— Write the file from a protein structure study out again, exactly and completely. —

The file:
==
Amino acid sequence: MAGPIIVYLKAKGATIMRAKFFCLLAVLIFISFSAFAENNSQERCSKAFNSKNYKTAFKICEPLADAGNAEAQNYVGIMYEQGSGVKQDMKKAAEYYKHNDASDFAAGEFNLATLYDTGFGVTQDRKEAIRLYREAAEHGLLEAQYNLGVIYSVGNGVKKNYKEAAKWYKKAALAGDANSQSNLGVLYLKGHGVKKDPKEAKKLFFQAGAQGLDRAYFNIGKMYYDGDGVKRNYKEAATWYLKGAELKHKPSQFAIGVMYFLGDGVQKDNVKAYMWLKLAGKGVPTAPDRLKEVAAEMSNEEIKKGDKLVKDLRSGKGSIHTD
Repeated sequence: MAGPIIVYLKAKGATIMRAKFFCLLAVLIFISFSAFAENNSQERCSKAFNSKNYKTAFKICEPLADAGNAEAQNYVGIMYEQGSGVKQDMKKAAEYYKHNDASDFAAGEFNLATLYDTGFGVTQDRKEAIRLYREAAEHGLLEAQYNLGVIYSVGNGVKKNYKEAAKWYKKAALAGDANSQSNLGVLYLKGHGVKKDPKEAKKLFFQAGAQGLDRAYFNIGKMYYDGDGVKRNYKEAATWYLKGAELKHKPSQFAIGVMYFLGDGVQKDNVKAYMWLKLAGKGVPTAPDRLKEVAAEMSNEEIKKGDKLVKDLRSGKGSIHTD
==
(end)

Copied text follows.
Amino acid sequence: MAGPIIVYLKAKGATIMRAKFFCLLAVLIFISFSAFAENNSQERCSKAFNSKNYKTAFKICEPLADAGNAEAQNYVGIMYEQGSGVKQDMKKAAEYYKHNDASDFAAGEFNLATLYDTGFGVTQDRKEAIRLYREAAEHGLLEAQYNLGVIYSVGNGVKKNYKEAAKWYKKAALAGDANSQSNLGVLYLKGHGVKKDPKEAKKLFFQAGAQGLDRAYFNIGKMYYDGDGVKRNYKEAATWYLKGAELKHKPSQFAIGVMYFLGDGVQKDNVKAYMWLKLAGKGVPTAPDRLKEVAAEMSNEEIKKGDKLVKDLRSGKGSIHTD
Repeated sequence: MAGPIIVYLKAKGATIMRAKFFCLLAVLIFISFSAFAENNSQERCSKAFNSKNYKTAFKICEPLADAGNAEAQNYVGIMYEQGSGVKQDMKKAAEYYKHNDASDFAAGEFNLATLYDTGFGVTQDRKEAIRLYREAAEHGLLEAQYNLGVIYSVGNGVKKNYKEAAKWYKKAALAGDANSQSNLGVLYLKGHGVKKDPKEAKKLFFQAGAQGLDRAYFNIGKMYYDGDGVKRNYKEAATWYLKGAELKHKPSQFAIGVMYFLGDGVQKDNVKAYMWLKLAGKGVPTAPDRLKEVAAEMSNEEIKKGDKLVKDLRSGKGSIHTD